Competition Just Hours Away: Women Compete Saturday at 11 a.m. CT, Men at 12:15 p.m. CT


“Test, test,” said University of Mary Head Cross Country Coach Dennis Newell as he grabbed the intercom microphone at the head of the bus to see if it was working.

“May I have your attention please ladies and gentleman. For all you geography buffs, we are approaching the Fort Randall Dam.“

Little did Newell know at that early point in the morning, on this final leg of the trip to Kearney, NE, for the NCAA Cross Country Central Region Championships, that his admirable attempt at being the team tour guide would come in handy later on.

Unlike the conference championships in Moorhead, MN, where they competed a couple weeks ago on a flat, as-far-as-the-eye-can-see course, this Kearney Country Club poses unique challenges the Marauders teams haven’t seen before. Newell pulled out his collection of papers with the topographic map on it and began to navigate the white line with his index finger as he began to read aloud to himself the course description.

“Steady downhill, rolling, steady uphill, flat, steep downhill followed by a steep downhill,” exclaimed Newell. “Geez, this is a complex course. I’ll bet none of our athletes have looked over this course map, yet.”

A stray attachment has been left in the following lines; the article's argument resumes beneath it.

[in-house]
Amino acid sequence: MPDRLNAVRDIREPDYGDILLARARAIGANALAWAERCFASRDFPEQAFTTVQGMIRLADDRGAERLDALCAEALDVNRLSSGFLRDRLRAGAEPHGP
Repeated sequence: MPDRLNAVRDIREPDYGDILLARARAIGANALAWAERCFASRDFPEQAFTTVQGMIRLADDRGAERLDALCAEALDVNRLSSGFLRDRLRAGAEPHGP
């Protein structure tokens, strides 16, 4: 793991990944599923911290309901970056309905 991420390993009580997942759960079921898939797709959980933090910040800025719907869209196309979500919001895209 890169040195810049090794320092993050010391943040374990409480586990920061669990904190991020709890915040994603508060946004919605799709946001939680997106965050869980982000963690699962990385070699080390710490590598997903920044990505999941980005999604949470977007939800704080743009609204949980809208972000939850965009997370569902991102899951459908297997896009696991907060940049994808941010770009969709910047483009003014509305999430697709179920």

Then, as if he just figured out a jigsaw puzzle or Rubik’s Cube, Newell proudly, but quietly pronounces, “That’s where we attack the course,” said Newell, as the girls can be heard in the background at the middle of the bus giggling to themselves about something unrelated to the topic at hand. “That’s how I would do it anyway. They should all be listening up. We just strategized our plan for a successful race.”

Strategy is what was on the mind of Kate Fox, a sophomore from Wing, ND, who suddenly, unannounced, made her way forward towards Newell, grasping onto each seat to balance herself as she tightroped her way to the front of the bus. “Can we talk about the race?”

“You are my top priority right now,” replied Newell with a smile.

“I’d like to be in the top 10,” said Fox, after plopping down in the seat behind Newell. “I feel conference was easy. I should have pushed the middle harder,” responded Fox.

“That’s good because I think you and Kaycie (Stewart) can be seven and eight. My goal would be to have five of you in top 15. If we run like we did at conference we will accomplish that goal. You have to mentally believe this.”

“I do,” replied Fox.

“Then there is no question you will,” said Newell.

“This group has a unique opportunity this week to put five in the top 15. I don’t think we’ve ever done that before,” happily explained Newell. “Challenge yourself to be our three (placed runner). You have to run strong. It’s a change of pace course. It’s a grind. Hold your ground.”

He began showing Fox the course map and then finished tracing the route with his index finger.

“Flat, rolling, steady downhill, flat, finish – win,” Newell said with a chuckle to end his point.

Fox smiled, nodded and said, “And I am going to do it.”

As the bus continued its trek southward through the rolling hills of southeastern South Dakota, Newell, choosing to forgo the microphone this time, turned and announced to all the athletes in the the bus.

“Welcome to Nebraska.”